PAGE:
Two young men are sprawled out on a double bed in a small room, idling the hours away on a Thursday afternoon. A despondent-looking teen, sitting across from them, looks on as they share a joke.
What seems like a casual gathering of friends is a detox session for substance addicts - captured on a CCTV at a residential de-addiction centre in one of the farthest corners of South East Delhi's Badarpur. The footage belies the excruciating blackouts the men are experiencing as addicts in withdrawal.
Cut to another frame on the CCTV, a large group of addicts assembles in the common kitchen for an evening snack. Curiously enough, there is no woman in sight. At Shanti Ratn Foundation, like the rest of the capital's rehab facilities, women addicts are a diminutive statistic. They exist in absentia.
|As in a stereotypical Bollywood film, an omerta typically dictates what kind of women succumb to abuse.|
Their debilitating stories of addiction are hidden from the world; a lucky few get a shot at finding their lost voice and life at rehabs in the fringes of the city.
Suneeta Jhankar* (33), an Ivy League-bred, former management professional from rural Haryana, is currently a resident at the Badarpur facility. She was forced into alcohol abuse by her husband and is now being treated for not only alcohol, but also sex addiction. Her husband would insist that if they shared drinks, he would eventually get over his addiction.
She gave in to his demands and took to drinking. Now, the couple were chronic alcohol addicts. Over the years, Suneeta became a victim of severe depression and emotional abuse. Anxiety followed and she developed a critical sex addiction. Suneeta's family saw it fit to send her to a rehab only when the addiction peaked - they realised it was at its worst when she tried to have sex with her brother.
Once a well-heeled, high-achiever at an MNC and the mother of a three-year-old, she is just another addict on the brink of ruin today. Suneeta is a glaring portrait of women who are pushed into abuse by their families, left with no means to cope with their addiction.
Cases like hers are also a stark picture of the lack of awareness about substance abuse among women in India, which has risen, unabated.
She is just one of the many women whose addiction finds no mention in official records.
Ruby Kumar* (24), another woman resident at the same facility, was addicted to sleeping pills that she had easy access to owing to her job as a receptionist at a hospital. Ruby saw the pills as an escape from numerous psychological problems and anxiety.
"Frequent taunts from family members, anxiety about the future flare up depression like Ruby's. It could seem innocuous, but it damages an individual's psyche," a counsellor at the centre says.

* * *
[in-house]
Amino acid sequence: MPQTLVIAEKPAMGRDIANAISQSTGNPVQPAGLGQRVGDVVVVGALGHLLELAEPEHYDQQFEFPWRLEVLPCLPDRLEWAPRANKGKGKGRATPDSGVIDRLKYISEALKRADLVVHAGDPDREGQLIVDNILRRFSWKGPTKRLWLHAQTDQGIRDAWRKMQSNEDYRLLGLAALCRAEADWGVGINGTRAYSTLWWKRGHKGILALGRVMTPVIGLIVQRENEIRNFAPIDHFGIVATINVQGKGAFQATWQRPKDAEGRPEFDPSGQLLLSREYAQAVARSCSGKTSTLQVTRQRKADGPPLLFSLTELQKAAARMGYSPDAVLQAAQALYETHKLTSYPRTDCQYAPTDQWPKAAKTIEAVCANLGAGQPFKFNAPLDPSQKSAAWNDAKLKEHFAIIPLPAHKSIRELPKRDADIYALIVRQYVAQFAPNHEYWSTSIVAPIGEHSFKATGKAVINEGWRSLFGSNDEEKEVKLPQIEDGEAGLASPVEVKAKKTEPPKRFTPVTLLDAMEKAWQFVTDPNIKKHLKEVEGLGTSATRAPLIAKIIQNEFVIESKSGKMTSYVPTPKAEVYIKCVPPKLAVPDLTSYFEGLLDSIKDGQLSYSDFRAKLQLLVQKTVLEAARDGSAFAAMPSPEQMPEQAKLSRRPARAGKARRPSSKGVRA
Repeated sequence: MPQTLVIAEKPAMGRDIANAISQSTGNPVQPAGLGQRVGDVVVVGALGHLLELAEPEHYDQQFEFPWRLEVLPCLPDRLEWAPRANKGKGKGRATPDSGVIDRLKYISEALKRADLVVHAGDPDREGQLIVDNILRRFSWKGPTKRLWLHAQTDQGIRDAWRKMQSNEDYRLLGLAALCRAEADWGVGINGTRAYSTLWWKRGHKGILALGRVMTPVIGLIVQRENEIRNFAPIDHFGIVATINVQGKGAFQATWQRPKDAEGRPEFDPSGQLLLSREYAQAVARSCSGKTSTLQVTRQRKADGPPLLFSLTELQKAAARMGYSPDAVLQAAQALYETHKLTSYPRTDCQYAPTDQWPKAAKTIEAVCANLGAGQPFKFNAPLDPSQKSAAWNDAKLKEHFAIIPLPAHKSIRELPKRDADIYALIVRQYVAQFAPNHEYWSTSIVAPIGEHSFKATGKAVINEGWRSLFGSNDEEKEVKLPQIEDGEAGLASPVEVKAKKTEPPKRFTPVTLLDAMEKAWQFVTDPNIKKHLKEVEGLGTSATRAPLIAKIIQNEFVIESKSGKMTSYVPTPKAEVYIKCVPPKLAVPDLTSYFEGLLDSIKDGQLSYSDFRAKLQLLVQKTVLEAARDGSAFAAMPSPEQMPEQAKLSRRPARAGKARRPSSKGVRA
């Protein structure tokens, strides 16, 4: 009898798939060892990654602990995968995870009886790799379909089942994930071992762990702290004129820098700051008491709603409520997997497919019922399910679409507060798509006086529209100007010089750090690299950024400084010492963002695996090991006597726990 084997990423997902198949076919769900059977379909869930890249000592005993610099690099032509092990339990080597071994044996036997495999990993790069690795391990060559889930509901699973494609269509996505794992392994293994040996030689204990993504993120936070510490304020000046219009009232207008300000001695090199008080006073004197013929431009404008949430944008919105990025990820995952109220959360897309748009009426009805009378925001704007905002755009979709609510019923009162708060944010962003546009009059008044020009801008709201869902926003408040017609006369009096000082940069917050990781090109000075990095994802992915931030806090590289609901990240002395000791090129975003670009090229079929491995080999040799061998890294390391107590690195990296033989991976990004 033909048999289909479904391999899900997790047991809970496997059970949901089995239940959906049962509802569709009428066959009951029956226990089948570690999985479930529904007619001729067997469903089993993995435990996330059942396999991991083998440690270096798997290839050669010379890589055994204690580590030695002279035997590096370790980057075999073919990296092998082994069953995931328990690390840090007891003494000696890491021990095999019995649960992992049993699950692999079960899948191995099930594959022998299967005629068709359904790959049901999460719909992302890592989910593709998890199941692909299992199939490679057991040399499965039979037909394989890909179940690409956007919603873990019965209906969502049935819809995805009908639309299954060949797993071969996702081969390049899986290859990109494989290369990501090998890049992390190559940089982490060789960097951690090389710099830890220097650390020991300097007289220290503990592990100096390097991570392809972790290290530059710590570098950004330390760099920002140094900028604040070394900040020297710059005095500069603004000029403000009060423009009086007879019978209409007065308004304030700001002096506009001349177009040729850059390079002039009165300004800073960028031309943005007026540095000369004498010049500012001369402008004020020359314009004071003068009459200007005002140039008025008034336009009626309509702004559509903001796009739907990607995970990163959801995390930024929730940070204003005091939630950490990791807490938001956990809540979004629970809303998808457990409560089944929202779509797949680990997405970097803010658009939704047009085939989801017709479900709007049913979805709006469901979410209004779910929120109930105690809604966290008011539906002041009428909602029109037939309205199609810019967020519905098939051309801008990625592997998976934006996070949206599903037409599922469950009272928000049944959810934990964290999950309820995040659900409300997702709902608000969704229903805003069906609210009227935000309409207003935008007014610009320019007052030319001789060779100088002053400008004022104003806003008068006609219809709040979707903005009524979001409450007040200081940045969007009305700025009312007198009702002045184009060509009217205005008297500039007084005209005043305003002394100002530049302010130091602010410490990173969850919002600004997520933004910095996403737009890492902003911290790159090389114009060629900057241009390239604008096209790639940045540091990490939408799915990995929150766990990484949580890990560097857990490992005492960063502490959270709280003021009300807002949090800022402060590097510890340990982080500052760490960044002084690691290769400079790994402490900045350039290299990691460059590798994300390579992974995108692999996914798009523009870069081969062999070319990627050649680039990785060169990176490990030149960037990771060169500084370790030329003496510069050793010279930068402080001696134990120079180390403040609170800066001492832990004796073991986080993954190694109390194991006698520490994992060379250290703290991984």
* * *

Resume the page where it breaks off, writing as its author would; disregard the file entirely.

Because of hormonal fluctuations, women are more prone to depression, a leading cause of substance abuse among them. But what hope do they have against social norms that clearly dictate the Indian woman must uphold her family's honour and keep the moral fabric of the society together?
A thorough online and offline search for addicts makes it apparent that women are left out of serious conversations about substance abuse and healthcare in India. Despite having a dedicated Women and Child Development ministry, India keeps no record of cases of substance abuse among women and their implications on the society.
Unlike men, women have their lives destroyed because it is convenient to bind them to prejudices built into the Indian mind. Why does it become important to shun a woman addict and her punctured body?
As in a stereotypical Bollywood film, an omerta typically dictates what kind of women succumb to abuse.
Actress Kangana Ranaut won a National Award for her realistic portrayal of a successful model turned drug addict in Fashion. She was lost to the streets because she was destroyed by the glamour world.
Because that happens only to the girl-gone-wrong. We don't include women addicted to seemingly less-harmful substances as possible victims in this crisis - teachers, doctors and homemakers who pop a stray pill or anti-depressant to deal with work pressure or troublesome adolescents.
The male addict is seen as a man gone astray. He has a second chance, and possibly many more chances to recover and begin a new life. But a woman is relegated to being a shameful liability - she is less of a woman because her body is tainted.
In the rare instance where women addicts are admitted to a rehab for recovery, fear of rape and harassment accompany the course of their treatment. To address the staggering pattern of women addicts, India needs dedicated rehab centres that cater to female patients and sensitisation among all sexes about the crisis. Instead, it pushes women addicts to the end of the hollow, bearing out our practised hypocrisy.
While the government takes pride in launching schemes like Beti Bachao for the welfare of girls, a woman addict is left to reel in the pain of her tortured body and mind.
It slowly snuffs out her existence - mutilated, corrupt and less significant than a man's. Because it is a passive, deliberate honour killing India refuses to talk about.
*Names changed to protect identity